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Top 3 Rules of a Youth Sports Coach

20140308_092804As I turn the page on my first year as a youth sports coach, I’ve started to reflect on what I learned from this experience, which existing rules I want to keep and what new ones I should add to my repertoire.

I learned a lot this year, about myself and about being a coach. About myself in the form of the time commitment, personal dedication, and life balancing it takes to meet the responsibilities I have to my team and the hockey organization that entrusted me with these kids. I know I will always continue to learn more about coaching for as long as I coach, but I have to imagine this first year will go down as one of the more influential ones.

I look back on the way I was with the kids in the beginning by trying to answer every single one of their questions and address every single one of their concerns, to the way I was at the end where my expectations of them were that they did very little besides listen to myself and the other coaches and then apply what we said to the ice. From the way I would remind them that cutting each other in line during drills wasn’t how we did things, to eventually bumping such offenders immediately to the back of the line if they pulled such a stunt. From encouraging them to always have fun first, to encouraging them to always have fun first.

I developed as much as the kids did this year and the following are what I currently consider my top 3 rules as a coach.

1.   Have fun with your teammates

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Posted by on March 14, 2014 in Brad the Dad, Dads Round Table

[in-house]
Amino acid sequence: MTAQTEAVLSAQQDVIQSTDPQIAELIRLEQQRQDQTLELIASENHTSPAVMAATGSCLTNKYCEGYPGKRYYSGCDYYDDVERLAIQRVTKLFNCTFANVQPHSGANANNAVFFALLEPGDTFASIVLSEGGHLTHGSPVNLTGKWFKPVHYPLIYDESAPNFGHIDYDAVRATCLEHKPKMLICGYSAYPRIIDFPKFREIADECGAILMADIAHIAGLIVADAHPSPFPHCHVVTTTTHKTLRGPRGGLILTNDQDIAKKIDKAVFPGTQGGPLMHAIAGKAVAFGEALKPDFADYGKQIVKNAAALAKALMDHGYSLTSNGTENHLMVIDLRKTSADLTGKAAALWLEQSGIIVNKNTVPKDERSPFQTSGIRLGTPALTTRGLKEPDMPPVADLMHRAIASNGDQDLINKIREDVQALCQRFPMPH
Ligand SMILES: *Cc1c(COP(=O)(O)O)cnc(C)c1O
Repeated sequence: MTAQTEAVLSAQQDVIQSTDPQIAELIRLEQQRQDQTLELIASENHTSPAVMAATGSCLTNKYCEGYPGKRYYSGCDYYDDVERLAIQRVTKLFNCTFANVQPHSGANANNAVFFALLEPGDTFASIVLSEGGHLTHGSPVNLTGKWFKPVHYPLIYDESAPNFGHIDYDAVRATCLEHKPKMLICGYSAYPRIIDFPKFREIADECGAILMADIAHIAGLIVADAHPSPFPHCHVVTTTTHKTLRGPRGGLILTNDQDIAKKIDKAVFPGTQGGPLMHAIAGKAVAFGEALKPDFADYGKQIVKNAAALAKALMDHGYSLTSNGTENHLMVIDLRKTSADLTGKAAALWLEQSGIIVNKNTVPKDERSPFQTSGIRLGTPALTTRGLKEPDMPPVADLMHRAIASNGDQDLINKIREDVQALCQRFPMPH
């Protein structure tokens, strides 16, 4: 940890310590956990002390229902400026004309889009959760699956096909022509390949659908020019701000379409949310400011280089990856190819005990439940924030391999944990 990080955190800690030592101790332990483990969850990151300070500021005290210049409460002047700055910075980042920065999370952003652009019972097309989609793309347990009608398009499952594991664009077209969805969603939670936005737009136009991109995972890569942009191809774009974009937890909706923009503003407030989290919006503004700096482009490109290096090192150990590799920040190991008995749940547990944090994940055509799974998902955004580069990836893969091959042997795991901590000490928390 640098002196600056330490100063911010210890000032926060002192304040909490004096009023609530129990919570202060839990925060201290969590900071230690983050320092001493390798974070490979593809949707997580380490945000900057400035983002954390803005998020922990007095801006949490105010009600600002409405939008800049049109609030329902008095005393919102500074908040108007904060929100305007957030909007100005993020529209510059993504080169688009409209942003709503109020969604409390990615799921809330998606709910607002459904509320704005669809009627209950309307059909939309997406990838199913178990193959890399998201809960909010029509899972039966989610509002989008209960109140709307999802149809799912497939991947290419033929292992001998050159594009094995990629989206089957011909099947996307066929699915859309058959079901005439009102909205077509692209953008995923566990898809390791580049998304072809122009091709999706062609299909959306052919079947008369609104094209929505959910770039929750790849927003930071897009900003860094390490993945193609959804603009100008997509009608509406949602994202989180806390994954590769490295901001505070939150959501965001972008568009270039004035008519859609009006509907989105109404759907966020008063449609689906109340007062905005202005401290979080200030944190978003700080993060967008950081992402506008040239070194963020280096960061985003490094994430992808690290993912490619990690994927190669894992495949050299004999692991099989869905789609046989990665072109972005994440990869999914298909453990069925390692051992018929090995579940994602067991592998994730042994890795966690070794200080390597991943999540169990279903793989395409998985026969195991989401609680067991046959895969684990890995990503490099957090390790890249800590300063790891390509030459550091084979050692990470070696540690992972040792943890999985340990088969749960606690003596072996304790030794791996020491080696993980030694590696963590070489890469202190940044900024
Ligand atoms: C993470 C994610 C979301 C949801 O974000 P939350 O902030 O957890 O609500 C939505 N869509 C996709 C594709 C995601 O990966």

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Why You Should Be a Youth Sports Coach

youthsptsStarting something new and unknown in life can be extremely daunting, but often, just as rewarding.

In the world of youth sports I would watch from the sidelines when my oldest son first started playing organized soccer and think to myself, “I can coach this.”

After that the only question was, “Do I want to coach this?”

Family, work, home. Most of us have them all and most of us struggle on a daily basis to find the balance between them. I’ve gone straight to soccer after work because of a time crunch and have skipped soccer to stay home with our little guy when he was feeling sick. If I was to be a coach, such speed bumps and stutter steps with regards to my attendance would be much less acceptable, if at all. So, at first, I hesitated and decided to prioritize family/work/home over heading the call of volunteering to be a youth sports coach.

A call that currently is loud and nearing the point of desperation.

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Posted by on November 18, 2013 in Brad the Dad, Dads Round Table

 

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